Infecting the Wire: Semi-Automatic Wireless Eavesdropping, Packet Injection and Reactive Jamming on Wired IEEE 802.3 Ethernet Networks

Master Thesis

finished


Description

[Abstract of final thesis]

Nowadays, wireless technologies, such as IEEE 802.11 Wi-Fi, UMTS and GSM, provide the mobile communication coverage on the “last mile” to end customers in private households and in companies. How- ever, the backbone of modern networks is wired to provide reliable, high speed and secure communications. Furthermore, due to the con- stant discovery of new security issues, the security of wireless tech- nologies is questionable.

Every electric and electronic device, including the communication lines between systems, generates electromagnetic fields (EMFs) due to their electric circuits and the electric current flow. Thus, wired com- munication systems have characteristics of wireless systems and their security must also be put in question. Additionally, the electromag- netic radiation (EMR) of wired devices and communication lines can reveal information about the data being processed or transmitted— even if they comply with common electromagnetic compatibility (EMC) standards.

This master thesis provides a comprehensive Tempest security analy- sis of wired 10Base-T IEEE 802.3 Ethernet networks, which are based on twisted-pair network cables. Three attacks—wireless eavesdrop- ping, packet injection and reactive jamming—are presented. These attacks are implemented with universally applicable and inexpen- sive software-defined radios (SDRs) and show that even wired IEEE 802.3 Ethernet networks cannot provide sufficient protection against sophisticated adversaries.

The wireless eavesdropping attack demonstrates a successful recon- struction of IEEE 802.3 Ethernet frames by exploiting the EMR of twisted-pair network cables. Hence, conventional twisted-pair net- work cables do not provide sufficient protection against the Tempest security threat. However, the wireless packet injection and reactive jamming attacks show the difficulty of exploiting both the EMR and electromagnetic susceptibility (EMS) of twisted-pair network cables. Thus, for the wireless reactive jamming attack, only the CSMA/CD- based approach is mounted on 10Base-T networks, but it is rarely crowned with success. Attack results are even worse for the wire- less packet injection attack, which is not successfully implemented on 10Base-T IEEE 802.3 Ethernet networks.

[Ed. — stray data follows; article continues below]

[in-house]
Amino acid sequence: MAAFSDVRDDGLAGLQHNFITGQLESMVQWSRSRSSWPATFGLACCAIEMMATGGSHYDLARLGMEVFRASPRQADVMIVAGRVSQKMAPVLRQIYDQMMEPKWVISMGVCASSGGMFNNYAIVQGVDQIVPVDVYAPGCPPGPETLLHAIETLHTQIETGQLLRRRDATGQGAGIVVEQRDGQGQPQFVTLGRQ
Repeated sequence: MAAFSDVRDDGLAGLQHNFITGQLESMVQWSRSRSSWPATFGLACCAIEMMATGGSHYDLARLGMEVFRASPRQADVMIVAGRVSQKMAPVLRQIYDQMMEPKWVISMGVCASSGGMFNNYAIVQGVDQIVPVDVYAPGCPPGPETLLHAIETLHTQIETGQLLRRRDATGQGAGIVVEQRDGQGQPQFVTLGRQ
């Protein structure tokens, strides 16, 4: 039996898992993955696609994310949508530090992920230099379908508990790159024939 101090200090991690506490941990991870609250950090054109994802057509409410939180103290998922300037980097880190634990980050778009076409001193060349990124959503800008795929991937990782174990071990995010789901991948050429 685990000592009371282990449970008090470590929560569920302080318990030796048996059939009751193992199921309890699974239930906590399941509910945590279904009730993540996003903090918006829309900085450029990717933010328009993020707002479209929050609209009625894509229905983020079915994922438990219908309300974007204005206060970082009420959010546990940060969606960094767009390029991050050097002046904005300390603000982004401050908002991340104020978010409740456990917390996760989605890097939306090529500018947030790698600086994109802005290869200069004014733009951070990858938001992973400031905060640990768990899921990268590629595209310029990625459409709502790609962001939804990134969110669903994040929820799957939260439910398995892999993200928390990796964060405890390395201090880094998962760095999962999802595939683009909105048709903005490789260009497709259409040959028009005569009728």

Supervisor:

Student: Patrick Thomas Michael Klapper

Research Areas: Sichere Mobile Netze



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Contact

Prof. Dr.-Ing. Matthias Hollick

Technische Universität Darmstadt
Department of Computer Science
Secure Mobile Networking Lab 

Mornewegstr. 32 (S4/14)
64293 Darmstadt, Germany

Phone: +49 6151 16-25472
Fax: +49 6151 16-25471
office@seemoo.tu-darmstadt.de

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